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Does Trade Promote Gender Wage Equity?: Evidence from East Asia

Author

Listed:
  • Gunseli Berik
  • Yana van der Meulen Rodgers
  • Joseph E. Zveglich Jr.

Abstract

This study explores the impact of competition from international trade on the gender wage gap in Taiwan and South Korea between 1980 and 1999. The dynamic implications of Becker's 1959 theory of discrimination lead one to expect that increased competition from international trade reduces the incentive for employers to discriminate against women. This effect should be more pronounced in concentrated sectors of the economy, where employers can use excess profits to cover the costs of discrimination. Alternatively, wage discrimination may increase with growing trade limiting women's ability to achieve wage gains. The empirical strategy controls for differences in market structure across industries in order to isolate the effect of competition from international trade. Estimation results are not consistent with Becker's theory, as greater international competition in concentrated sectors is associated with larger wage gaps between men and women.

Suggested Citation

  • Gunseli Berik & Yana van der Meulen Rodgers & Joseph E. Zveglich Jr., 2003. "Does Trade Promote Gender Wage Equity?: Evidence from East Asia," Economics Working Paper Archive wp_373, Levy Economics Institute.
  • Handle: RePEc:lev:wrkpap:wp_373
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    References listed on IDEAS

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    1. Sandra E. Black & Elizabeth Brainerd, 2004. "Importing Equality? The Impact of Globalization on Gender Discrimination," ILR Review, Cornell University, ILR School, vol. 57(4), pages 540-559, July.
    2. Gunseli Berik, 2000. "Mature Export-Led Growth and Gender Wage Inequality in Taiwan," Feminist Economics, Taylor & Francis Journals, vol. 6(3), pages 1-26.
    3. Judith K. Hellerstein & David Neumark & Kenneth R. Troske, 2002. "Market Forces and Sex Discrimination," Journal of Human Resources, University of Wisconsin Press, vol. 37(2), pages 353-380.
    4. Rhonda M. Williams & Robert E. Kenison, 1996. "The Way We Were?: Discrimination, Competition, and Inter-industry Wage Differentials in 1970," Review of Radical Political Economics, Union for Radical Political Economics, vol. 28(2), pages 1-32, June.
    5. Levinsohn, James, 1993. "Testing the imports-as-market-discipline hypothesis," Journal of International Economics, Elsevier, vol. 35(1-2), pages 1-22, August.
    6. Blau, Francine D & Kahn, Lawrence M, 1996. "Wage Structure and Gender Earnings Differentials: An International Comparison," Economica, London School of Economics and Political Science, vol. 63(250), pages 29-62, Suppl..
    7. Oaxaca, Ronald, 1973. "Male-Female Wage Differentials in Urban Labor Markets," International Economic Review, Department of Economics, University of Pennsylvania and Osaka University Institute of Social and Economic Research Association, vol. 14(3), pages 693-709, October.
    8. Stephanie Seguino, 1997. "Gender wage inequality and export-led growth in South Korea," Journal of Development Studies, Taylor & Francis Journals, vol. 34(2), pages 102-132.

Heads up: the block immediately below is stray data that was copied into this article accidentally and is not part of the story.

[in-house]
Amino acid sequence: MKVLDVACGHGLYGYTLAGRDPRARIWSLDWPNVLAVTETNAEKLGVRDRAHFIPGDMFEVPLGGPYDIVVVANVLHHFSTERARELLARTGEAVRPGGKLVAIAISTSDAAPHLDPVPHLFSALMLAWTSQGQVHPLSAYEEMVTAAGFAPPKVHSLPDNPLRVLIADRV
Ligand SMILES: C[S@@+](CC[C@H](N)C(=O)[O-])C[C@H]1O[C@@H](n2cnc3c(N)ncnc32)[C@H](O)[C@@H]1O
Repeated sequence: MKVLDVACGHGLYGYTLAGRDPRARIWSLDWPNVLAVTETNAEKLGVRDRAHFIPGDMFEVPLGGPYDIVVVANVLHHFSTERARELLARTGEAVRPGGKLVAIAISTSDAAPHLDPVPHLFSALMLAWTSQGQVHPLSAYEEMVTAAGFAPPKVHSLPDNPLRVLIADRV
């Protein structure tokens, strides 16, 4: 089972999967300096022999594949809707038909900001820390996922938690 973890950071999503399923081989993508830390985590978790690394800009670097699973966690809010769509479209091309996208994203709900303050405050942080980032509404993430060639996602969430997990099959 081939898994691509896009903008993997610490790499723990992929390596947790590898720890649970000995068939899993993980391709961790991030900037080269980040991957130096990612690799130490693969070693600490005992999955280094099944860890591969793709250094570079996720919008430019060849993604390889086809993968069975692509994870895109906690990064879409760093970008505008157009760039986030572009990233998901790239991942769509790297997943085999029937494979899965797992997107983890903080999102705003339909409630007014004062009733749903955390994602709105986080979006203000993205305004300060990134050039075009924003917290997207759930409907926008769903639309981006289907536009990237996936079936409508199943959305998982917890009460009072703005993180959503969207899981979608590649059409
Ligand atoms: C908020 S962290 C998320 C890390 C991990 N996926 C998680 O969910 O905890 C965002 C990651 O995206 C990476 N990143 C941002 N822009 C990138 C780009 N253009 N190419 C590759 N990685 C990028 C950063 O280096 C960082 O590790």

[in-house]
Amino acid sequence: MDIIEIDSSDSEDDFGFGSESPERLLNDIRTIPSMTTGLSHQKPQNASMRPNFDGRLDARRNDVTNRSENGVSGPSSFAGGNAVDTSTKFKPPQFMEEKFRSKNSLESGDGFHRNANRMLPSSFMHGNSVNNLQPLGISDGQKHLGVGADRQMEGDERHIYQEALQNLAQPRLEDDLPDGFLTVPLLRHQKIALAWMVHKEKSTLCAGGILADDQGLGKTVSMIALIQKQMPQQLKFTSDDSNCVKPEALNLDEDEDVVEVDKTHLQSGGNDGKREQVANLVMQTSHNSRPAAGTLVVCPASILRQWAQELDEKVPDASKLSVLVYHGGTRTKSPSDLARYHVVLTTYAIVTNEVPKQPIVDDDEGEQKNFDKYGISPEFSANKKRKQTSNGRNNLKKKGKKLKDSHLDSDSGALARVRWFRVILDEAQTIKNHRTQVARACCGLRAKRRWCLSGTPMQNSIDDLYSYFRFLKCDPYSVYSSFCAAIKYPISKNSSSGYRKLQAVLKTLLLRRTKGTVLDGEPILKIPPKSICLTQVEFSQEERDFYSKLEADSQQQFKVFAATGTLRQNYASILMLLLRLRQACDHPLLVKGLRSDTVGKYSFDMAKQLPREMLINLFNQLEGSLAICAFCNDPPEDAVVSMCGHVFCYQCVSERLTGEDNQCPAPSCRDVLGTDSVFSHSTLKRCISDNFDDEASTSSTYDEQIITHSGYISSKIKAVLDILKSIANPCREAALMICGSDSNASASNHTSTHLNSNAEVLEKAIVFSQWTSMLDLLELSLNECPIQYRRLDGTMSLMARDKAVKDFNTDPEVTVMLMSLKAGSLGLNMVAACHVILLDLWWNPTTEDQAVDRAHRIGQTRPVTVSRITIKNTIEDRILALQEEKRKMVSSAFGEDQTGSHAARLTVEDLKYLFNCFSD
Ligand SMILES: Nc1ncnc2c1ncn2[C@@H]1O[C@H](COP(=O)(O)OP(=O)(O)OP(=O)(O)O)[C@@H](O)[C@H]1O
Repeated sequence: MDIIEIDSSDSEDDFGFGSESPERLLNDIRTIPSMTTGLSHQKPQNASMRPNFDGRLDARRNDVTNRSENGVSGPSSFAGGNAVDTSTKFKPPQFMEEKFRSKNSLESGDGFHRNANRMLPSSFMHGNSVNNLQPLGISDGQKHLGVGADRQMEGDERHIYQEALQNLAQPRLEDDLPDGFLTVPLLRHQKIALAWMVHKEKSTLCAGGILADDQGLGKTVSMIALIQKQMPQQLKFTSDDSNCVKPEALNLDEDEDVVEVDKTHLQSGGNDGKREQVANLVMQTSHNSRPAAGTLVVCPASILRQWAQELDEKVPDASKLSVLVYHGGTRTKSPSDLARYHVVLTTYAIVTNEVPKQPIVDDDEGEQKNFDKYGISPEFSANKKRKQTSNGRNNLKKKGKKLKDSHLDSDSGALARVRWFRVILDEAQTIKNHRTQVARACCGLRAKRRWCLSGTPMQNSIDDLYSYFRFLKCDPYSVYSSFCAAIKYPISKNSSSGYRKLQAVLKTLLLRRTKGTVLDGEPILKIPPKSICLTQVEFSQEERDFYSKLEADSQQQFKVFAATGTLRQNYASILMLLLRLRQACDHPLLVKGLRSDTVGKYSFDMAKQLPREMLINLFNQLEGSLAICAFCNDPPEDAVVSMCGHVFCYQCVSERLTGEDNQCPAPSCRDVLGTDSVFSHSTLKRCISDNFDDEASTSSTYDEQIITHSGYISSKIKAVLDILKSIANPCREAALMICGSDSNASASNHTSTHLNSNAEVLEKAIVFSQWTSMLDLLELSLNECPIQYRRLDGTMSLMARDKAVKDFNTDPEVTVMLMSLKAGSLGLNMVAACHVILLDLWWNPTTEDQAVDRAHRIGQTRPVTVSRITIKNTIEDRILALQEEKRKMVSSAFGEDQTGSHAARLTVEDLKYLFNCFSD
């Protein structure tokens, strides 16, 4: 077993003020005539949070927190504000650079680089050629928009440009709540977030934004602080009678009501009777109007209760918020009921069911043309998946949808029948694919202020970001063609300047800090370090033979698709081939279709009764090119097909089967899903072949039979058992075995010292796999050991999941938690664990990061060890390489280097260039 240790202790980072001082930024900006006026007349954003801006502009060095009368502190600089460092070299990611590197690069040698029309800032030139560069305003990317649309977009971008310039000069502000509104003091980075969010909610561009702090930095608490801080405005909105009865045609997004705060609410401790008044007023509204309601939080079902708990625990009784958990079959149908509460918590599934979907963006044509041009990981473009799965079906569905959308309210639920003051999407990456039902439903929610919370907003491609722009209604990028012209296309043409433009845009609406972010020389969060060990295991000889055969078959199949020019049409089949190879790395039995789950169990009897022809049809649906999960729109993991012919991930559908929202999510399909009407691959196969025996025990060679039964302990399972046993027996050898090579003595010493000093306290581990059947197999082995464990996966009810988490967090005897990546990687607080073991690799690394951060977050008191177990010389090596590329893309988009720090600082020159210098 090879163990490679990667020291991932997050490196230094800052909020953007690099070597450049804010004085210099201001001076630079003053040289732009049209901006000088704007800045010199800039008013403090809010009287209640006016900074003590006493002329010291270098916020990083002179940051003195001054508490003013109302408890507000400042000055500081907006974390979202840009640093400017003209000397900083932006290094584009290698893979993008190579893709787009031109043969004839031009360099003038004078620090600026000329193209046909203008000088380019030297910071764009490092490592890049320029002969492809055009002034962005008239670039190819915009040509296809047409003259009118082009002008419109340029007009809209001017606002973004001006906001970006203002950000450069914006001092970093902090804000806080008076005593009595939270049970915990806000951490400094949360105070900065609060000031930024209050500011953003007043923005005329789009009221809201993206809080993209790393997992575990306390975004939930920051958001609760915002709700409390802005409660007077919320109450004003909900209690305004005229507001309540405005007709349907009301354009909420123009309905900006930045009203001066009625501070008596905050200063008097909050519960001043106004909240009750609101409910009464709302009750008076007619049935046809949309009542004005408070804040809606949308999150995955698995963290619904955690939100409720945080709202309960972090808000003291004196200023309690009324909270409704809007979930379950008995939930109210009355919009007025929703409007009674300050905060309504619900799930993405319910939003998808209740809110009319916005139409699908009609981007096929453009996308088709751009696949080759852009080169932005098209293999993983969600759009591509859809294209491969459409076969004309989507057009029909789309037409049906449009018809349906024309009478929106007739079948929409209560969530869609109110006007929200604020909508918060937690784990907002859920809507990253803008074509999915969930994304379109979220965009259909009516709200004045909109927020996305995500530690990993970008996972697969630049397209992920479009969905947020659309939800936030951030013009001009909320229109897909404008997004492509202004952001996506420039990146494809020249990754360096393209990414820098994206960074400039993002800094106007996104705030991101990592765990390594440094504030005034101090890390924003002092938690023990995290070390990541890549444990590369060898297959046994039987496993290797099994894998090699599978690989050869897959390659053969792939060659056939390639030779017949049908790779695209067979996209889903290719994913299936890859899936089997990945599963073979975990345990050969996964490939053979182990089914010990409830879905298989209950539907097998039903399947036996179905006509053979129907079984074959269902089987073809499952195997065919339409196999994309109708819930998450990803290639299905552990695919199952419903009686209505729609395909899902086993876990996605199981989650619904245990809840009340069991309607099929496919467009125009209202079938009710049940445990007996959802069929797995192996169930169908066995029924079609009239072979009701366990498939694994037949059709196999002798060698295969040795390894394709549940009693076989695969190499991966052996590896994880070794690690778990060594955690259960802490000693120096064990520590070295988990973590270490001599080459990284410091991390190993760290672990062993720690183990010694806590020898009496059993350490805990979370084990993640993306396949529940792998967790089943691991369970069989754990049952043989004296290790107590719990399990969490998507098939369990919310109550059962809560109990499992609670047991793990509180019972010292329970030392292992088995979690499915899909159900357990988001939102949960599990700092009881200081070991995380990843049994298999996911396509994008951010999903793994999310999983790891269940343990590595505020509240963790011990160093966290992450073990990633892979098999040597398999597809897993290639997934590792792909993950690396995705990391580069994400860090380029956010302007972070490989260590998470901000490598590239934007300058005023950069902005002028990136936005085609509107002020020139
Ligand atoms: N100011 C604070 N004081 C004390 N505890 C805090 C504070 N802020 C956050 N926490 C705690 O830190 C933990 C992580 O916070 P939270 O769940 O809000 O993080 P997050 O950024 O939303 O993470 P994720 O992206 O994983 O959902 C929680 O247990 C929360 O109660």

9. Mason, Patrick L, 1999. "Male Interracial Wage Differentials: Competing Explanations," Cambridge Journal of Economics, Oxford University Press, vol. 23(3), pages 261-299, May.
    10. Sandra E. Black & Philip E. Strahan, 2001. "The Division of Spoils: Rent-Sharing and Discrimination in a Regulated Industry," American Economic Review, American Economic Association, vol. 91(4), pages 814-831, September.
    11. Curry, B & George, K D, 1983. "Industrial Concentration: A Survey," Journal of Industrial Economics, Wiley Blackwell, vol. 31(3), pages 203-255, March.
    12. George J. Borjas & Valerie A. Ramey, 1995. "Foreign Competition, Market Power, and Wage Inequality," The Quarterly Journal of Economics, Oxford University Press, vol. 110(4), pages 1075-1110.
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    Citations

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    Cited by:

    1. Maarten Vendrik & Christiane Schwieren, 2010. "Identification, screening and stereotyping in labour market discrimination," Journal of Economics, Springer, vol. 99(2), pages 141-171, March.
    2. repec:taf:apbizr:v:23:y:2017:i:5:p:713-733 is not listed on IDEAS
    3. Somasree Poddar & Sarbajit Chaudhuri, 2016. "Economic Reforms and Gender-Based Wage Inequality in the Presence of Factor Market Distortions," Journal of Quantitative Economics, Springer;The Indian Econometric Society (TIES), vol. 14(2), pages 301-321, December.
    4. Anderson, Edward, 2005. "Openness and inequality in developing countries: A review of theory and recent evidence," World Development, Elsevier, vol. 33(7), pages 1045-1063, July.
    5. Seguino, Stephanie, 2006. "The great equalizer?: Globalization effects on gender equality in Latin America and the Caribbean," MPRA Paper 6509, University Library of Munich, Germany.
    6. Michael W. Klein & Christoph Moser & Dieter M. Urban, 2010. "The Contribution of Trade to Wage Inequality: The Role of Skill, Gender, and Nationality," NBER Working Papers 15985, National Bureau of Economic Research, Inc.
    7. repec:ilo:ilowps:370974 is not listed on IDEAS
    8. Cagatay, Nilüfer. & Ertürk, Korkuk., 2004. "Gender and globalization : a macroeconomic perspective," ILO Working Papers 993709743402676, International Labour Organization.

    More about this item

    JEL classification:

    • F14 - International Economics - - Trade - - - Empirical Studies of Trade
    • F15 - International Economics - - Trade - - - Economic Integration
    • J31 - Labor and Demographic Economics - - Wages, Compensation, and Labor Costs - - - Wage Level and Structure; Wage Differentials

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